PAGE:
A. Semaan reports grants from German Research Foundation (DFG; SE-2616/2-1) during the conduct of the study. V. Bernard reports grants from NIH during the conduct of the study. D.B. Swartzlander reports other from Invitae Corporation outside the submitted work. D. Nachmanson reports personal fees from TwinStrand Biosciences outside the submitted work. M.A. Firpo reports a patent to US-20210356469-A1 issued. A.M. Lowy reports personal fees from Fibrogen, Corcept, Rafael, Bluestar Genomics, Steba Biotech, and Kinnate outside the submitted work. O. Harismendy reports other from Zentalis Pharmaceuticals outside the submitted work. S. Sen reports grants from NCI-NIH during the conduct of the study. A. Maitra reports other from Freenome, Inc and Tezcat Biosciences outside the submitted work; in addition, A. Maitra has a patent to US 9,976,184 licensed and with royalties paid and a patent to METHODS FOR THE DETECTION AND TREATMENT OF CANCER pending. No disclosures were reported by the other authors.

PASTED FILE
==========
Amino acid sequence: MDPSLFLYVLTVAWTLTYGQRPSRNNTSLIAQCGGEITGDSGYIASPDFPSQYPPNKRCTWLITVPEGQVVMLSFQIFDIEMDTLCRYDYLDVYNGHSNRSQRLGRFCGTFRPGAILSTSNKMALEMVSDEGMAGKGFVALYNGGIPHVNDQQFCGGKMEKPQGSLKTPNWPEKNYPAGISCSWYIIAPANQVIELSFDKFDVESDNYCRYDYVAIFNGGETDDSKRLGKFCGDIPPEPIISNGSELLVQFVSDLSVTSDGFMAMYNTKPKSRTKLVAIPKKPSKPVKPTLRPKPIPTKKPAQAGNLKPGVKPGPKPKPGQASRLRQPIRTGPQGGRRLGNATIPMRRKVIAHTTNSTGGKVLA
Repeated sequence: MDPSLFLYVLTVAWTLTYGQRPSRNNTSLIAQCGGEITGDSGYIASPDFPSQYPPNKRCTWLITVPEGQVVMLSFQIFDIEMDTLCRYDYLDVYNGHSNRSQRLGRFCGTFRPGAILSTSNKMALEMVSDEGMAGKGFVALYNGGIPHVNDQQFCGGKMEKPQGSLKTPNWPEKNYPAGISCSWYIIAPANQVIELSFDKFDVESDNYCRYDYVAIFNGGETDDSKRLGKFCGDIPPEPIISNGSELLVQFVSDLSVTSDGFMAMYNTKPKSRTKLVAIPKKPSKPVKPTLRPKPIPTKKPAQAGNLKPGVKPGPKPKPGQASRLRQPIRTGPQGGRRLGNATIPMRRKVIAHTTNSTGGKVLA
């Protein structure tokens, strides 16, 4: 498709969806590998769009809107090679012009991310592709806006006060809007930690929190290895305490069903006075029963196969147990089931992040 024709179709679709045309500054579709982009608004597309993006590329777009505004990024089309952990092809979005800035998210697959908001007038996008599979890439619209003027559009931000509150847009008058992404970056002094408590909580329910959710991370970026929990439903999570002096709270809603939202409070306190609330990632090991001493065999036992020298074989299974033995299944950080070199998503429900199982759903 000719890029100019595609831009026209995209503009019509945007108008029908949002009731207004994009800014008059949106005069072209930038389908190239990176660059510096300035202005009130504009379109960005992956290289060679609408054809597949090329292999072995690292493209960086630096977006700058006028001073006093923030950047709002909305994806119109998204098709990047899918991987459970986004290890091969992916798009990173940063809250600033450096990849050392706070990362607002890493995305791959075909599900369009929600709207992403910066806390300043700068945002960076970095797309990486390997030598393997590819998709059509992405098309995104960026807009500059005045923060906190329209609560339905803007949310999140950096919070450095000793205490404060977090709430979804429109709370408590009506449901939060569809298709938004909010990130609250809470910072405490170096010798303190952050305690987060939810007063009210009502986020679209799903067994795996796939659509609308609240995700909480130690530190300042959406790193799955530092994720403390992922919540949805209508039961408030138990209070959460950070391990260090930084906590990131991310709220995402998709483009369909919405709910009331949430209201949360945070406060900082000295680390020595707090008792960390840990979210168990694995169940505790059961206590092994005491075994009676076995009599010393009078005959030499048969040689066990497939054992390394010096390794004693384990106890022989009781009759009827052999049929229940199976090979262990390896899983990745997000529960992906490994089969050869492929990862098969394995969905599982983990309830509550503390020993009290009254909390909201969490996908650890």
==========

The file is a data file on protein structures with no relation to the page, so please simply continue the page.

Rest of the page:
A. Semaan: Conceptualization, data curation, formal analysis, investigation, methodology. V. Bernard: Writing-review and editing. J. Wong: Data curation, formal analysis, methodology, writing-original draft. Y. Makino: Writing-review and editing. D.B. Swartzlander: Investigation, methodology. K.I. Rajapakshe: Data curation, formal analysis. J.J. Lee: Writing-review and editing. A. Officer: Formal analysis. C.M. Schmidt: Resources, writing-review and editing. H.H. Wu: Resources, writing-review and editing. C.L. Scaife: Resources, writing-review and editing. K.E. Affolter: Resources, writing-review and editing. D. Nachmanson: Formal analysis, writing-review and editing. M.A. Firpo: Resources, funding acquisition, writing-review and editing. M. Yip-Schneider: Resources, funding acquisition, writing-original draft. A.M. Lowy: Resources, writing-review and editing. O. Harismendy: Formal analysis, supervision, funding acquisition, writing-review and editing. S. Sen: Writing-review and editing. A. Maitra: Conceptualization, funding acquisition, writing-review and editing. Y.A. Jakubek: Formal analysis, supervision, writing-review and editing. P.A. Guerrero: Supervision, writing-review and editing.